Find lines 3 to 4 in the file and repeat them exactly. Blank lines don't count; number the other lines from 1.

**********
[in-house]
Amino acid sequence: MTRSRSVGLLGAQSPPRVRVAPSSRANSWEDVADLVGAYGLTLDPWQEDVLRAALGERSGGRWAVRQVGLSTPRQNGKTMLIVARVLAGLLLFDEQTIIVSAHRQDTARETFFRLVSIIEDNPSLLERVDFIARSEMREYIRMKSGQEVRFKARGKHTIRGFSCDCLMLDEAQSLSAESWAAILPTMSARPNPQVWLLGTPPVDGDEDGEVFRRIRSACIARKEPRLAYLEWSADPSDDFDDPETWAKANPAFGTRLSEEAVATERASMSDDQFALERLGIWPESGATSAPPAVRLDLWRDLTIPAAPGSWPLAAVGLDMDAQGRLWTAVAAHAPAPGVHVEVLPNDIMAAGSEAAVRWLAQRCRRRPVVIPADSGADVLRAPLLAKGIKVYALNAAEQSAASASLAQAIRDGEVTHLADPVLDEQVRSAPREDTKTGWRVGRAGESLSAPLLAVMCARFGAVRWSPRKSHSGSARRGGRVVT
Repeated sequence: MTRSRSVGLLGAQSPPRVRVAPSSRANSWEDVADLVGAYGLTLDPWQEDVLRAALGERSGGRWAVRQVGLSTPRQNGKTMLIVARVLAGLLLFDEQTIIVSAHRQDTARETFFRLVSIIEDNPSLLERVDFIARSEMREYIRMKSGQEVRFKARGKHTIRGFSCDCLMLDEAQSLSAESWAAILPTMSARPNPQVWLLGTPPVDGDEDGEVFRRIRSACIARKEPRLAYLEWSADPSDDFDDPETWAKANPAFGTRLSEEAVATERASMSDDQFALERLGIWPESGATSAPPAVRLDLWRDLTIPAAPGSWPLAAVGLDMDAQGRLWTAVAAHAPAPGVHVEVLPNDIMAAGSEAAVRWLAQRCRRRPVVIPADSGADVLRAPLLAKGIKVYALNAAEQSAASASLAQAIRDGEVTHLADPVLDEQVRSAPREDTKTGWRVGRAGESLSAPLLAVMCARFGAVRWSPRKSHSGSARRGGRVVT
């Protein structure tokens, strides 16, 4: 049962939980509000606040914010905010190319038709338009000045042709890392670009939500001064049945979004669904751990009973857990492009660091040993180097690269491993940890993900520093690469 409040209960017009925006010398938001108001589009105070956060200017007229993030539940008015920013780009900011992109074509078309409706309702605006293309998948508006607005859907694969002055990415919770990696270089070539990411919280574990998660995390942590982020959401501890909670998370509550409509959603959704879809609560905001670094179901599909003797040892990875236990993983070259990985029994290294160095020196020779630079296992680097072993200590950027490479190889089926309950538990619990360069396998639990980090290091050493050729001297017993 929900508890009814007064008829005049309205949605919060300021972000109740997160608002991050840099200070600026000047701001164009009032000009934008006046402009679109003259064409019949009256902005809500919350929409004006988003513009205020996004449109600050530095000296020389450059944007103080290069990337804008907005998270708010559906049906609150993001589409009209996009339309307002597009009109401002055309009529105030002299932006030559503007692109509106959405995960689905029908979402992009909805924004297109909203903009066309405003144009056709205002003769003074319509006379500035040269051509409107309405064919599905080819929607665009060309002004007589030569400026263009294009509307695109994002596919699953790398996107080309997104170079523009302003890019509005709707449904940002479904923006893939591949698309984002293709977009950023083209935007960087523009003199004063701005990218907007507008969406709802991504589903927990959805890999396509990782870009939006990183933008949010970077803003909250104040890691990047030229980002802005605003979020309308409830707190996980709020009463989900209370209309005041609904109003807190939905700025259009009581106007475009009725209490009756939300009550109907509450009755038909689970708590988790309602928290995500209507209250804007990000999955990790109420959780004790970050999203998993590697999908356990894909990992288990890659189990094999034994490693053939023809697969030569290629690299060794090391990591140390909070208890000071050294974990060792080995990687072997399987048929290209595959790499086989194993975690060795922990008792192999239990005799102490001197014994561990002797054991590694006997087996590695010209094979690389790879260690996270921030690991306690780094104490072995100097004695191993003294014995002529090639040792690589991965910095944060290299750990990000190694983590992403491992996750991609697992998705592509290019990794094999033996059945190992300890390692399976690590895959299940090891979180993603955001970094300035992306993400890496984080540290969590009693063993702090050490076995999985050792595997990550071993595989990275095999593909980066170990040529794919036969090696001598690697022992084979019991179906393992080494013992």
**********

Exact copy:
Repeated sequence: MTRSRSVGLLGAQSPPRVRVAPSSRANSWEDVADLVGAYGLTLDPWQEDVLRAALGERSGGRWAVRQVGLSTPRQNGKTMLIVARVLAGLLLFDEQTIIVSAHRQDTARETFFRLVSIIEDNPSLLERVDFIARSEMREYIRMKSGQEVRFKARGKHTIRGFSCDCLMLDEAQSLSAESWAAILPTMSARPNPQVWLLGTPPVDGDEDGEVFRRIRSACIARKEPRLAYLEWSADPSDDFDDPETWAKANPAFGTRLSEEAVATERASMSDDQFALERLGIWPESGATSAPPAVRLDLWRDLTIPAAPGSWPLAAVGLDMDAQGRLWTAVAAHAPAPGVHVEVLPNDIMAAGSEAAVRWLAQRCRRRPVVIPADSGADVLRAPLLAKGIKVYALNAAEQSAASASLAQAIRDGEVTHLADPVLDEQVRSAPREDTKTGWRVGRAGESLSAPLLAVMCARFGAVRWSPRKSHSGSARRGGRVVT
């Protein structure tokens, strides 16, 4: 049962939980509000606040914010905010190319038709338009000045042709890392670009939500001064049945979004669904751990009973857990492009660091040993180097690269491993940890993900520093690469 409040209960017009925006010398938001108001589009105070956060200017007229993030539940008015920013780009900011992109074509078309409706309702605006293309998948508006607005859907694969002055990415919770990696270089070539990411919280574990998660995390942590982020959401501890909670998370509550409509959603959704879809609560905001670094179901599909003797040892990875236990993983070259990985029994290294160095020196020779630079296992680097072993200590950027490479190889089926309950538990619990360069396998639990980090290091050493050729001297017993 929900508890009814007064008829005049309205949605919060300021972000109740997160608002991050840099200070600026000047701001164009009032000009934008006046402009679109003259064409019949009256902005809500919350929409004006988003513009205020996004449109600050530095000296020389450059944007103080290069990337804008907005998270708010559906049906609150993001589409009209996009339309307002597009009109401002055309009529105030002299932006030559503007692109509106959405995960689905029908979402992009909805924004297109909203903009066309405003144009056709205002003769003074319509006379500035040269051509409107309405064919599905080819929607665009060309002004007589030569400026263009294009509307695109994002596919699953790398996107080309997104170079523009302003890019509005709707449904940002479904923006893939591949698309984002293709977009950023083209935007960087523009003199004063701005990218907007507008969406709802991504589903927990959805890999396509990782870009939006990183933008949010970077803003909250104040890691990047030229980002802005605003979020309308409830707190996980709020009463989900209370209309005041609904109003807190939905700025259009009581106007475009009725209490009756939300009550109907509450009755038909689970708590988790309602928290995500209507209250804007990000999955990790109420959780004790970050999203998993590697999908356990894909990992288990890659189990094999034994490693053939023809697969030569290629690299060794090391990591140390909070208890000071050294974990060792080995990687072997399987048929290209595959790499086989194993975690060795922990008792192999239990005799102490001197014994561990002797054991590694006997087996590695010209094979690389790879260690996270921030690991306690780094104490072995100097004695191993003294014995002529090639040792690589991965910095944060290299750990990000190694983590992403491992996750991609697992998705592509290019990794094999033996059945190992300890390692399976690590895959299940090891979180993603955001970094300035992306993400890496984080540290969590009693063993702090050490076995999985050792595997990550071993595989990275095999593909980066170990040529794919036969090696001598690697022992084979019991179906393992080494013992």